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Fast Money

Stocks are still expensive — here's why: Trader

Pro who called the correction: Valuations still too high?

Turmoil in the global markets sent U.S. equities tumbling this week, with the S&P 500 Index and posting their worst beginning to a year in history and shaving trillions off major equity indexes.

Despite a sell-off that sent the Dow and the into correction territory, one widely followed market participant told CNBC that stocks are still expensive.

"I don't think we're going to be able to maintain this average multiple," Carter Worth, head of technical analysis at Cornerstone Macro told CNBC's "Fast Money" this week. He referred to the S&P's current price to earnings (P/E) multiple, a common measure to gauge the market's value.

As the stock market has been in a record-breaking bull market for the last several years, valuations have become sky-high: The S&P 500 sports a trailing multiple of 17.4 times earnings.

Worth pointed to what he called some of the more expensive stocks in the market right now — Nike, Home Depot, Costco, Under Armour, Monster Beverage and McDonald's. Those names sport P/Es of 29, 24, 30, 79, 48 and 24, respectively — examples of just how pricey stocks have become.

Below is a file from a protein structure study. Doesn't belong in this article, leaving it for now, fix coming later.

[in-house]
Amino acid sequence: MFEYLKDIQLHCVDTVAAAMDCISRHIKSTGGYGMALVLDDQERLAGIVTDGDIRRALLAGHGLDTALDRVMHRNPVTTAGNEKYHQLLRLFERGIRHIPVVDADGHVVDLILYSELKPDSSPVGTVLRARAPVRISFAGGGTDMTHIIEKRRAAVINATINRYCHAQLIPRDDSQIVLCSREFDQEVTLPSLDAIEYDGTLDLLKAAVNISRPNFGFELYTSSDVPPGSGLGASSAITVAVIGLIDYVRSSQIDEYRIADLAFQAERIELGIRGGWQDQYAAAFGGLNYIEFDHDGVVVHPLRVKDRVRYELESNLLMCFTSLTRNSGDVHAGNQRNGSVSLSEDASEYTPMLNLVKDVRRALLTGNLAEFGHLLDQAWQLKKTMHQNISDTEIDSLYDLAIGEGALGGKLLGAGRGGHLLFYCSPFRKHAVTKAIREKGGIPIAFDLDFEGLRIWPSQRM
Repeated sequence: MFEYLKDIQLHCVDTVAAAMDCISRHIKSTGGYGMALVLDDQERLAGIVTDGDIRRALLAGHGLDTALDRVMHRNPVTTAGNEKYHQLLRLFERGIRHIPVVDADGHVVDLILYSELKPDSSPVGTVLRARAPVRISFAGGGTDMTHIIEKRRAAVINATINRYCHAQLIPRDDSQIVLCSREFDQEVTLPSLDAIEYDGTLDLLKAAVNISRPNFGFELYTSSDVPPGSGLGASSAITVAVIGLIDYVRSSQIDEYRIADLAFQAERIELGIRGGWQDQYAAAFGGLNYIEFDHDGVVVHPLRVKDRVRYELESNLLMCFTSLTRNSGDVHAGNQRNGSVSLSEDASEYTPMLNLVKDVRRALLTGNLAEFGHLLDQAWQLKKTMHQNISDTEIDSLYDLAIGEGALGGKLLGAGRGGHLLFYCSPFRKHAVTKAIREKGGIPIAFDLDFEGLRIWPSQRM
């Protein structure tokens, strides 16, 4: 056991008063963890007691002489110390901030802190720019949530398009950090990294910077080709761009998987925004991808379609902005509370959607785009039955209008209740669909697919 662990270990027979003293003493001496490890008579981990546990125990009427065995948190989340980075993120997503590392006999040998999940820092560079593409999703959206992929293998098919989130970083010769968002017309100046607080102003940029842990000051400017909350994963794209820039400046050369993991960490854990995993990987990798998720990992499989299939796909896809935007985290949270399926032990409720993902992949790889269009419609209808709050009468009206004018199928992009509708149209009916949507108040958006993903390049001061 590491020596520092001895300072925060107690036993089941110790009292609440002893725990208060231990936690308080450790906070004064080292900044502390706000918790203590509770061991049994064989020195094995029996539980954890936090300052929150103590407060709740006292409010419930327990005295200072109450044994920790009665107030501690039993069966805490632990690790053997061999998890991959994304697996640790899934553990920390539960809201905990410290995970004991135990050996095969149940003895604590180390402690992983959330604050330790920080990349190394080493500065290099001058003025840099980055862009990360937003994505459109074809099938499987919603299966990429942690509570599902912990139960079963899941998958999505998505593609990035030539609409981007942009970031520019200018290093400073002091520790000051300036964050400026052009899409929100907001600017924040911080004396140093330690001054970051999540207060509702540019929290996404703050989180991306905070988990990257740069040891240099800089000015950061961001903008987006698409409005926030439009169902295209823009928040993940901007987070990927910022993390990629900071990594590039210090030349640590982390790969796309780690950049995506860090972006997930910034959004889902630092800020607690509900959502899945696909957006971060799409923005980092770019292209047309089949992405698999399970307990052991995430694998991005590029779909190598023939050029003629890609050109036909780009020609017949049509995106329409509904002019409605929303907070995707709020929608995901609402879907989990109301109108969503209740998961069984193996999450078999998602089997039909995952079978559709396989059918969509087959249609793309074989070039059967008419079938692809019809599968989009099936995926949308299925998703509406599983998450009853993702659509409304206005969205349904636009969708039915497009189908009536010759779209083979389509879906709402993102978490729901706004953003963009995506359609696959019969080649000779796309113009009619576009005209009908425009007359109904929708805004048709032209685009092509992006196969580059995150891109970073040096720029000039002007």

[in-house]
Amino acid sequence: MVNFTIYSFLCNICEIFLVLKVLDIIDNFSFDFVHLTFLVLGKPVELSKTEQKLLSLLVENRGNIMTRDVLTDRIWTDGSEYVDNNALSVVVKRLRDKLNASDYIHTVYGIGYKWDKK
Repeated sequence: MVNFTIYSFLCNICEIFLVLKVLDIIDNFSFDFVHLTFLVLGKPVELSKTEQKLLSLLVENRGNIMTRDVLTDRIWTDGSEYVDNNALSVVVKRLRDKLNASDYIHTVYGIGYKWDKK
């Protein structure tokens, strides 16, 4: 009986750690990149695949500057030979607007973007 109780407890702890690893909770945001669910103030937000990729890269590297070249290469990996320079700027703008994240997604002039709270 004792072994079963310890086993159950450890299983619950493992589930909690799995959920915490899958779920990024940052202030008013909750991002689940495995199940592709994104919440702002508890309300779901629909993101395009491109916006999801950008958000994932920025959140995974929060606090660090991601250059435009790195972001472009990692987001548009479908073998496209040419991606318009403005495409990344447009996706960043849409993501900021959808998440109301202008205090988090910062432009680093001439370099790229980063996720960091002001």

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Traders work on the floor of the New York Stock Exchange.
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Given tepid earnings expectations in 2016, Worth said that if the market were to return to its historical multiple, the S&P 500 could fall as much as 7 percent from its current level.

"The long-term average is 16.1 times," said Worth. "If we assign the S&P 500 a 16.1 multiple instead of 17.4, which is higher than where we were in the 2007 peak … [it] would put you exactly on [the long-term trendline]," he added.

A move to the bottom of the uptrend channel that's been in place since the 2008 lows would have the S&P 500 targeting 1,800, or even lower. On Friday, the index traded near 1,950.

According to Worth, the market has become so overstretched that the S&P 500 could break below that average multiple, which would send it as low as 1,600.

"Mean reversion is a powerful principal," said Worth. "Things that overshoot, typically undershoot."